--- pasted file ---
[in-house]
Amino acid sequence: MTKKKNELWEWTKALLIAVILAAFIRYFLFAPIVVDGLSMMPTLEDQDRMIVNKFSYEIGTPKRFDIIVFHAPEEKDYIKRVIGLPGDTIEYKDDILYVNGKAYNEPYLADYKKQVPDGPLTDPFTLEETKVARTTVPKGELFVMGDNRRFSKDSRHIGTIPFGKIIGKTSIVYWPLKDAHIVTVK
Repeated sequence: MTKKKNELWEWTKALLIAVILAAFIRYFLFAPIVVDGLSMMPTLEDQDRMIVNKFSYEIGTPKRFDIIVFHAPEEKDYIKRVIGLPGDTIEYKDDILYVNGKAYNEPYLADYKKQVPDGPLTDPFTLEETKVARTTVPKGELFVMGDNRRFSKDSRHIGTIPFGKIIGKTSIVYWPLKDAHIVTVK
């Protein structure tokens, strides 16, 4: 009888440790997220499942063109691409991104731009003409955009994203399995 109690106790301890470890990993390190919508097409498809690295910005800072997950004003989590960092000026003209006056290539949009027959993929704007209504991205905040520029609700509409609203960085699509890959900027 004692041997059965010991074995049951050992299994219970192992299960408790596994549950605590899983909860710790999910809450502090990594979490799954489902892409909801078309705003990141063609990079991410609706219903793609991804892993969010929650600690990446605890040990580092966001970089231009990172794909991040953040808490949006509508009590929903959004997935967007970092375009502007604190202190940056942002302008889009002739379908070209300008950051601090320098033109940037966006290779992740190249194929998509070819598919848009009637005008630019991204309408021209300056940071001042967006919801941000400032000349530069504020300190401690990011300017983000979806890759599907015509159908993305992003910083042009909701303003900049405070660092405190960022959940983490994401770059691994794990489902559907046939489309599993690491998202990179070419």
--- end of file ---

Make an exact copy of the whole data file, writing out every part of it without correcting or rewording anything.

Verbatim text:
[in-house]
Amino acid sequence: MTKKKNELWEWTKALLIAVILAAFIRYFLFAPIVVDGLSMMPTLEDQDRMIVNKFSYEIGTPKRFDIIVFHAPEEKDYIKRVIGLPGDTIEYKDDILYVNGKAYNEPYLADYKKQVPDGPLTDPFTLEETKVARTTVPKGELFVMGDNRRFSKDSRHIGTIPFGKIIGKTSIVYWPLKDAHIVTVK
Repeated sequence: MTKKKNELWEWTKALLIAVILAAFIRYFLFAPIVVDGLSMMPTLEDQDRMIVNKFSYEIGTPKRFDIIVFHAPEEKDYIKRVIGLPGDTIEYKDDILYVNGKAYNEPYLADYKKQVPDGPLTDPFTLEETKVARTTVPKGELFVMGDNRRFSKDSRHIGTIPFGKIIGKTSIVYWPLKDAHIVTVK
């Protein structure tokens, strides 16, 4: 009888440790997220499942063109691409991104731009003409955009994203399995 109690106790301890470890990993390190919508097409498809690295910005800072997950004003989590960092000026003209006056290539949009027959993929704007209504991205905040520029609700509409609203960085699509890959900027 004692041997059965010991074995049951050992299994219970192992299960408790596994549950605590899983909860710790999910809450502090990594979490799954489902892409909801078309705003990141063609990079991410609706219903793609991804892993969010929650600690990446605890040990580092966001970089231009990172794909991040953040808490949006509508009590929903959004997935967007970092375009502007604190202190940056942002302008889009002739379908070209300008950051601090320098033109940037966006290779992740190249194929998509070819598919848009009637005008630019991204309408021209300056940071001042967006919801941000400032000349530069504020300190401690990011300017983000979806890759599907015509159908993305992003910083042009909701303003900049405070660092405190960022959940983490994401770059691994794990489902559907046939489309599993690491998202990179070419």